By Daniel de Vise
Washington Post Staff Writer
Tuesday, May 25, 2010; B01
First-year students at the U.S. Naval Academy clambered to the top of the 21-foot Herndon Monument on Monday in near-record time, a memorable performance in one of the most storied traditions at the Annapolis service academy.
But something was missing.
Two hundred pounds of lard.
The Herndon climb is a rite of passage for Navy freshmen, known as plebes. At the end of their grueling first year, they gather, 1,000 strong, at the foot of the monument and work their way to the top in a greasy human pyramid, fighting gravity and slogging through mud as upper-class midshipmen spray the greasy throng with hoses. This year, the hoses, too, were absent.
A plebe reached the top of the obelisk Monday afternoon in two minutes, five seconds. No one was injured. No one even got particularly dirty. The sense of collective letdown might have been captured best in the words scrawled onto one midshipman's T-shirt: "Where's the grease?"
Vice Adm. Jeffrey Fowler, the departing academy superintendent, instructed the midshipmen not to grease the obelisk this year. It was a gesture of his dissatisfaction with an event that, for all its rich, greasy history, has raised safety concerns with academy leaders. In 2008, four midshipmen sustained injuries in the climb serious enough for ambulance trips to the hospital. All four recovered.
"Admiral Fowler made the decision this year that it would be safer for the midshipmen to climb the monument without grease," said Cmdr. Joe Carpenter, an academy spokesman. He noted that no one was injured in this year's ascent.
The first mid to the top plants a midshipman's cap. According to legend, not yet fulfilled, he or she will be first in the class to attain the rank of admiral. It's a triumph of teamwork and grit and a sight to behold. Spectators have watched plebes struggle for four hours to reach the top. No class has ever given up.
Academy alumni are outspoken in their defense of beloved Annapolis traditions, and some who have scaled Herndon are outraged at the thought that the climb is being cleansed.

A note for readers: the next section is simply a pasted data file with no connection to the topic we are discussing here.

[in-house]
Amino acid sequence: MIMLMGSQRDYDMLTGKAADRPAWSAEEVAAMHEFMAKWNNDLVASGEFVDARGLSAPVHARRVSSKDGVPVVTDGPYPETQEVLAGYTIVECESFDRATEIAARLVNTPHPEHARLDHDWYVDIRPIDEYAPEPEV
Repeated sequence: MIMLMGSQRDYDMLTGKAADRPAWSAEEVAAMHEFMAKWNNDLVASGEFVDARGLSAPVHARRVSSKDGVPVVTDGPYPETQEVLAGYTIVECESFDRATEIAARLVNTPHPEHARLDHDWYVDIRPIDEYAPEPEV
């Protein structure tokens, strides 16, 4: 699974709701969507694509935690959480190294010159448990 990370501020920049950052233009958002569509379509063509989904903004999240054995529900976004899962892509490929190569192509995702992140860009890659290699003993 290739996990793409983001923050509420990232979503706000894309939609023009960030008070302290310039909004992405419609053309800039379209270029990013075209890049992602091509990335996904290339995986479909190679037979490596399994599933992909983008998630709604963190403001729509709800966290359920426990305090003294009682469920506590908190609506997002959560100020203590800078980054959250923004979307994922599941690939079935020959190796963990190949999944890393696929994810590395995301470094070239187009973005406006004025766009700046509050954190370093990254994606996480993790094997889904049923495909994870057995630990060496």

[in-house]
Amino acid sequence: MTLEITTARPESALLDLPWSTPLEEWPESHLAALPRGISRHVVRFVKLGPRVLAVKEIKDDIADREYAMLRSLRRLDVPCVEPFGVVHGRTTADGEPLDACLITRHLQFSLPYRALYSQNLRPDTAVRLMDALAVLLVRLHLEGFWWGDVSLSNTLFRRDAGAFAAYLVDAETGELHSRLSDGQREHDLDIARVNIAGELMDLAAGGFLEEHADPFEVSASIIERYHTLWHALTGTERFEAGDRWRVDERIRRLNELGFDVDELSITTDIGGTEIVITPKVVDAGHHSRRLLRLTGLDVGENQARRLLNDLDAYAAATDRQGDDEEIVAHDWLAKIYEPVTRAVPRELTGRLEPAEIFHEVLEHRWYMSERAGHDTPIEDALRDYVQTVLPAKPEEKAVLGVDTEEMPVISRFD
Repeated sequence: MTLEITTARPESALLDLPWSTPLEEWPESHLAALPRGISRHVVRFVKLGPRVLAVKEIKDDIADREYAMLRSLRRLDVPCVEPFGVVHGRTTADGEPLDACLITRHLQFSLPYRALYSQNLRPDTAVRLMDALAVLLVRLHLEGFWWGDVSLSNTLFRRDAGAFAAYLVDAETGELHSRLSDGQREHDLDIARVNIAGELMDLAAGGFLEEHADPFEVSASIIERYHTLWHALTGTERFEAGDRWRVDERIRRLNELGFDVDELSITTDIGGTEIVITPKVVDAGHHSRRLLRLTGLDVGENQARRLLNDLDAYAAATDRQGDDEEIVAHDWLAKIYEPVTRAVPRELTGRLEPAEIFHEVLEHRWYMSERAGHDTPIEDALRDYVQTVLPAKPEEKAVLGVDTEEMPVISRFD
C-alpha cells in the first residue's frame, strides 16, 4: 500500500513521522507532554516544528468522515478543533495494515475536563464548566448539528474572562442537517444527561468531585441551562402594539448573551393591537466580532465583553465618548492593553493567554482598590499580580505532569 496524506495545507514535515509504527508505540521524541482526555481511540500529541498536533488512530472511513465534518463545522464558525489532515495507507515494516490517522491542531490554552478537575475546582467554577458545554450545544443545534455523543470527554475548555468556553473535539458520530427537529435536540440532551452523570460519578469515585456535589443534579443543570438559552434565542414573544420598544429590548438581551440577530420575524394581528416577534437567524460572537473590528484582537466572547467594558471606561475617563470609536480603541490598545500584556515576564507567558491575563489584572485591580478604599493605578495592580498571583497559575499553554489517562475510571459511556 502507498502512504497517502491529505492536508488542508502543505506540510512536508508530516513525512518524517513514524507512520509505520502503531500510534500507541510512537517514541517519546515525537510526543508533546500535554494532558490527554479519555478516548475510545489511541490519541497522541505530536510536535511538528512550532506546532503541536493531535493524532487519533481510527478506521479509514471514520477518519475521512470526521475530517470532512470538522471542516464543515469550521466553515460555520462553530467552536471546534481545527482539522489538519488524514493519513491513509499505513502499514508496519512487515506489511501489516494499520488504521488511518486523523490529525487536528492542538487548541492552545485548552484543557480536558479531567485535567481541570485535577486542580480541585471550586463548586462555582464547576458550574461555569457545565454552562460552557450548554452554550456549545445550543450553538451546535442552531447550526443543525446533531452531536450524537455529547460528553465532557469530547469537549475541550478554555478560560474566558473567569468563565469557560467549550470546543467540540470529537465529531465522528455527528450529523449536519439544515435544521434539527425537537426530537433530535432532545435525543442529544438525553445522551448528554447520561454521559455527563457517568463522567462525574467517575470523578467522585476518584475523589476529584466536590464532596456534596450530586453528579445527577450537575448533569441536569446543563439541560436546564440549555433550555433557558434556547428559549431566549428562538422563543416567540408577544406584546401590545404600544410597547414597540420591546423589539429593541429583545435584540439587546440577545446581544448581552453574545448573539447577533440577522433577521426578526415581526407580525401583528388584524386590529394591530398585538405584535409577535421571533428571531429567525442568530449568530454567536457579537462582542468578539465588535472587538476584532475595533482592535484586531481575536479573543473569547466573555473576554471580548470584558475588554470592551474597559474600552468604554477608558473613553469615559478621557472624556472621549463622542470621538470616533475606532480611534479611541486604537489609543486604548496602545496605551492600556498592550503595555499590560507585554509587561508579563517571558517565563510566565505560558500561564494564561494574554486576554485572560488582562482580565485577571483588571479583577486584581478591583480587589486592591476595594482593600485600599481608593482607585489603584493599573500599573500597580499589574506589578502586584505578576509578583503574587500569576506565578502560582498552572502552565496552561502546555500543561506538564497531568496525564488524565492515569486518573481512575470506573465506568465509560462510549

"It's political correctness gone overboard," said Dwight Crevelt, a former midshipman who reached the top of the monument in 1976. "They've eliminated the challenge; they've eliminated the excitement. Next thing, I think they'll just eliminate the event."
The outgoing superintendent signaled he was reconsidering the climb in a media briefing earlier this month. Academy leaders said it might be supplanted by the Sea Trials program, a 14-hour regimen of physical and mental endurance tests that includes a hill assault, simulated bridge defense and demolition and lots of running and calisthenics.
Academy alumni have generally scoffed at the notion that a few midshipmen might get hurt climbing the monument, a concern that has percolated among academy leaders for the past few years. Herbert McMillan, a 1980 graduate, put it this way in a 2008 account in The Washington Post: "We're going to send these guys to war but they can't climb a monument because they might get hurt? Come on."
Carpenter said the question is not just safety but merit: Fowler, he said, believes the Sea Trials have "significantly more training value" than the Herndon climb.
Fowler wasn't specific on who might end the climb, or when. He leaves the academy this summer. Any decision about next year would fall to his successor. Rear Adm. Michael H. Miller is nominated for the post and awaits consideration in the U.S. Senate.
The monument climb has its origins in the prohibition against first-year midshipmen fraternizing with women. The monument sits in a part of campus known as Lover's Lane, a favorite spot for older midshipmen to take dates on Sunday afternoons. The plebes of 1907 started a tradition of swarming the monument to celebrate their entree to Lover's Lane. They began climbing the monument in 1940. Around 1947, plebes began leaving a hat to document the ascent. Grease first appeared in 1949.
The shortest climb, an ascent of 90 seconds in 1969, came in a year when, according to academy historian James Cheevers, the statue was "either lightly greased or not greased at all."
In other words, Carpenter said, this is not the first time the academy has held the lard.